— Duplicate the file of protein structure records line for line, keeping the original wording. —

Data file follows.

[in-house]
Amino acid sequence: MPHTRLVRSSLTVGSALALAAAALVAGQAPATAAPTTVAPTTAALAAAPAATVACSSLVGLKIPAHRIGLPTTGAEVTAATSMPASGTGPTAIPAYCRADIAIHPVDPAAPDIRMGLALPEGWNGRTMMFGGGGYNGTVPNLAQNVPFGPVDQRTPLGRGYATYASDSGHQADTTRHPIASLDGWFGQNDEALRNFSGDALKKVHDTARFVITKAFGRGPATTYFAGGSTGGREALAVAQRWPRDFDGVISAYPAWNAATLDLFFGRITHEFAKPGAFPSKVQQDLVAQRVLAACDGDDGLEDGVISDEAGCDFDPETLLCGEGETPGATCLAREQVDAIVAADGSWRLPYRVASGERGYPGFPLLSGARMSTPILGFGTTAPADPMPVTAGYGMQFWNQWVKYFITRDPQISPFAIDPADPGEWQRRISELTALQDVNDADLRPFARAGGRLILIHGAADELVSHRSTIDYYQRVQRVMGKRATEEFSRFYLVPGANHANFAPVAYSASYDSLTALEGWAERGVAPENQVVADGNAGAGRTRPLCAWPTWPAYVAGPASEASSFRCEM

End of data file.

[in-house]
Amino acid sequence: MPHTRLVRSSLTVGSALALAAAALVAGQAPATAAPTTVAPTTAALAAAPAATVACSSLVGLKIPAHRIGLPTTGAEVTAATSMPASGTGPTAIPAYCRADIAIHPVDPAAPDIRMGLALPEGWNGRTMMFGGGGYNGTVPNLAQNVPFGPVDQRTPLGRGYATYASDSGHQADTTRHPIASLDGWFGQNDEALRNFSGDALKKVHDTARFVITKAFGRGPATTYFAGGSTGGREALAVAQRWPRDFDGVISAYPAWNAATLDLFFGRITHEFAKPGAFPSKVQQDLVAQRVLAACDGDDGLEDGVISDEAGCDFDPETLLCGEGETPGATCLAREQVDAIVAADGSWRLPYRVASGERGYPGFPLLSGARMSTPILGFGTTAPADPMPVTAGYGMQFWNQWVKYFITRDPQISPFAIDPADPGEWQRRISELTALQDVNDADLRPFARAGGRLILIHGAADELVSHRSTIDYYQRVQRVMGKRATEEFSRFYLVPGANHANFAPVAYSASYDSLTALEGWAERGVAPENQVVADGNAGAGRTRPLCAWPTWPAYVAGPASEASSFRCEM